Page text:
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D - 53: Sardinia - twice as many sheep as tourists

Updated: Mar 26, 2021

Most people describe Sardinia with two statements: “Ah, the big Italian Island” or “Ah, Costa Smeralda”. Whilst both are correct, they are a bit too short to capture the full beauty and diversity of the place. The same applies to Sardinian Food with its roots in history.

Costa Smeralda in the north east of Sardinia

As Corsica, Sardinia was settled during the last ice-age via the land-bridge linking the two islands to Italy. Over time, Sardinia’s indigenous people developed their own unique culture – the Nuragic Civilization. It developed parallel to the Minoans on Crete and the Mycenaeans on mainland Greece and traded with them. The Nuragic were agro-pastoralist who settled around strong tower-fortresses called Nuraghes. Around 7’000 are still standing today. They were also skilled miners and exploited copper and lead mines - perfect trading goods.

In the 9th century BC, the Phoenicians arrived. Over time the island became a colony of Carthage. By 214 BC, the Romans took over and stayed for seven hundred years. When their Empire collapsed, local Roman elites, the Judicates, governed the island until the Spanish invaded in 1324. By 1469 the island was under full Spanish control. Sardinia was eventually transferred to the House of Savoy in 1718 in a big European re-arrangement after the War of Spanish Succession. When Italy united in 1861, it became part of the Kingdom of Italy.

Sardinian food echoes its pastoralist, Nuragic past, the Punic-Roman period, the Spanish culture and the Italian influence since 1718. It also reflects its topography and climate.

Sardinia is far less mountainous than Corsica

Sardinia’s mountains are on average 1’000 meters lower than the ones in Corsica. The north-eastern half is made from 500 million years old, eroded granite from the African Plate whilst the south-western part consists of limestone and sandy sediments from the Tethys Ocean floor. This geology allows for more biodiversity than on its northern sister. Plants imported from the Levant do well. Oats, barley and wheat which struggle on Corsica grow abundantly. The island benefits from a dry, Sahara like summer and wet winters, springs and falls. Olives and the native artichoke also do well – as do tomato introduced during Spanish times.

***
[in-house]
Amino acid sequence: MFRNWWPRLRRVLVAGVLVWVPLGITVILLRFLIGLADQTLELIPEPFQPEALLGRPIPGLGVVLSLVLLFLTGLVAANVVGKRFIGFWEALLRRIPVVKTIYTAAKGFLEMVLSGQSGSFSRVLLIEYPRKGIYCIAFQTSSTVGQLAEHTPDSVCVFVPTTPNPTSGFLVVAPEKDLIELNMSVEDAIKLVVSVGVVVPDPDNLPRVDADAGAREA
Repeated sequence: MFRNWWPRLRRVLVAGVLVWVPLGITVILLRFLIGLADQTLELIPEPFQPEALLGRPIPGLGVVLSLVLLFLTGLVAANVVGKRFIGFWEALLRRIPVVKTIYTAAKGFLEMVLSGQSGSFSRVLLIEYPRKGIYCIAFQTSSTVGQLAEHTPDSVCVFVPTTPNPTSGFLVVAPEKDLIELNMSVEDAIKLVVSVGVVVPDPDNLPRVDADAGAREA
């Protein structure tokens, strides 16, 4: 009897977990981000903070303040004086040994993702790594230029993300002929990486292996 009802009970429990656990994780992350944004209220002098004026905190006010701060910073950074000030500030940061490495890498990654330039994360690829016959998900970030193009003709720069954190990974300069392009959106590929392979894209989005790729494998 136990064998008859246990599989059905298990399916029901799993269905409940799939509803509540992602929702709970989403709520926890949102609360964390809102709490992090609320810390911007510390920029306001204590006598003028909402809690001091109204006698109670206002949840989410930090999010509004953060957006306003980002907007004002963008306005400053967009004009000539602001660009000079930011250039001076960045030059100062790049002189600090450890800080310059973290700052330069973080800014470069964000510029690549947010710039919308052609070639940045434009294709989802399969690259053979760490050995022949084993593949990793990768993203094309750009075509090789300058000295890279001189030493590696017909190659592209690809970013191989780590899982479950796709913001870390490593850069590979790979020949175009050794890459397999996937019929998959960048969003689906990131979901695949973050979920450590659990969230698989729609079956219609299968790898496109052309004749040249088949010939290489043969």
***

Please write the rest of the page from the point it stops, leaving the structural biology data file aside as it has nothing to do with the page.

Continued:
Sheep in the eastern mountains of Sardinia

The low-level mountains are ideal for breeding sheep and goats. It is a little know secret that Sardinia has more sheep per sqm than New Zealand and twice as many sheep as summer tourists. Breeding sheep is a tradition thousands of years old and maintained to this day.

Last but not least, one could think that seafood plays a big role in the island’s cuisine. But due to the almost constant threats from Muslim corsairs from 800 AD – 1’700 AD, the island’s population withdrew from the coast. Seafood is appreciated in Sardinia, but it has its limits. It is best represented on the island’s west coast where strongly fortified towns like Alghero (we are going to visit) allowed people to stay. Cassola dei Peix, a rich fish soups, has without doubts Catalan roots so does the Polpo alla Catalana. Spanish influence is also visible in the Paella Algherese, made with lamb, Bottarga (fish eggs) and Fregula (instead of rice).

Many of the islands’ dishes are actually build around durum, the hard wheat pasta. Fregula, Culurgiones or Macarrones are only some of them. They are cooked with vegetables, meat or seafood or put into soups. Sardinians are mountain people – their food is easily storable for the long seasons when nothing grows.

Fregula with vongole

Culurgiones on tomato sauce with basil

Sardinia’s main courses are primarily meat based – goat or lamb of course. There are many dishes to choose from. Suckling lamb or goat are the local favorites but there are plenty of others. As a principle, nothing is wasted in the Sardinian cuisine. This could not be better illustrated than by the following three dishes: Cordula - prepared with intestines from braided goat kid or lamb, Tattaliu - made from lamb or goat breast or Zurette - cooked with sheep’s blood.

Barbeche – boiled sheep with onions and potatoes

Could not find a photo of a roasted baby goat – this is a suckling pig from a well-known restaurant in Cagliari, the capital of Sardinia

We have not talked about artichokes from Sardinia yet, one of the most sought-after vegetables in Italy. They are grown on large plantations. Artichokes bottoms seared in olive oil and served with Fregula are a particular delicacy – specifically when saffron is added (old Spanish colonial tradition).

One of the many large artichoke plantations in Sardinia

Last but not least, plenty of wine and olive oil is produced on the island. The sandy soil of the south-western part is ideal for grapes. The neighboring lime-stone hills perfect for olive trees There is also an ample supply of fresh fruits from small orchards such as figs, apples, peaches and pears.

Olive orchard on the west coast of Sardinia

Sardinia is a melting pot of the Punic-Roman-Spanish-Italian cuisines. The single week we sail along the coast of Sardinia will not be enough to taste them all. But it will give us a good idea what there is to discover when we return

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